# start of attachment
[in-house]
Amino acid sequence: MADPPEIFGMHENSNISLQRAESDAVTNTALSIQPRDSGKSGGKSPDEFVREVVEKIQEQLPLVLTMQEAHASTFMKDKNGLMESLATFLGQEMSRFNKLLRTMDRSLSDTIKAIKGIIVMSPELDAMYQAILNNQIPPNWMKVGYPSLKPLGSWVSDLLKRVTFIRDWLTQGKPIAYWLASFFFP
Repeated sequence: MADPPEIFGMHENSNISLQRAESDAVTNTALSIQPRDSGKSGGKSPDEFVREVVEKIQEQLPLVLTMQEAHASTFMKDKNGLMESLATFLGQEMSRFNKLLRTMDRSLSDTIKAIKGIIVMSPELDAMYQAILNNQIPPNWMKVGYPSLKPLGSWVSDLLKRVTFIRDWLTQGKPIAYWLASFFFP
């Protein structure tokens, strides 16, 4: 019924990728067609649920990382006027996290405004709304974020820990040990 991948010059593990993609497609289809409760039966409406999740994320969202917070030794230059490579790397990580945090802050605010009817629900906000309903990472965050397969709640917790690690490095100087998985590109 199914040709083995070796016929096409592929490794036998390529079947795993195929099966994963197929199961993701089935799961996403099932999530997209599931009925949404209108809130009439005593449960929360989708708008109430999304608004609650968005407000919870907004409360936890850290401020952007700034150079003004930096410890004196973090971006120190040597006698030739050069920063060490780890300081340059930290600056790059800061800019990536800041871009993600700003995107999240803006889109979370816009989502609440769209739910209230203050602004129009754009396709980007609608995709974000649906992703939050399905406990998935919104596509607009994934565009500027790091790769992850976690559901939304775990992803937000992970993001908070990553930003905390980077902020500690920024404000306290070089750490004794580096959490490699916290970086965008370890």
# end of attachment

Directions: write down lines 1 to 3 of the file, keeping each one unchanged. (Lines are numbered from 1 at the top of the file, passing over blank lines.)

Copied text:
[in-house]
Amino acid sequence: MADPPEIFGMHENSNISLQRAESDAVTNTALSIQPRDSGKSGGKSPDEFVREVVEKIQEQLPLVLTMQEAHASTFMKDKNGLMESLATFLGQEMSRFNKLLRTMDRSLSDTIKAIKGIIVMSPELDAMYQAILNNQIPPNWMKVGYPSLKPLGSWVSDLLKRVTFIRDWLTQGKPIAYWLASFFFP
Repeated sequence: MADPPEIFGMHENSNISLQRAESDAVTNTALSIQPRDSGKSGGKSPDEFVREVVEKIQEQLPLVLTMQEAHASTFMKDKNGLMESLATFLGQEMSRFNKLLRTMDRSLSDTIKAIKGIIVMSPELDAMYQAILNNQIPPNWMKVGYPSLKPLGSWVSDLLKRVTFIRDWLTQGKPIAYWLASFFFP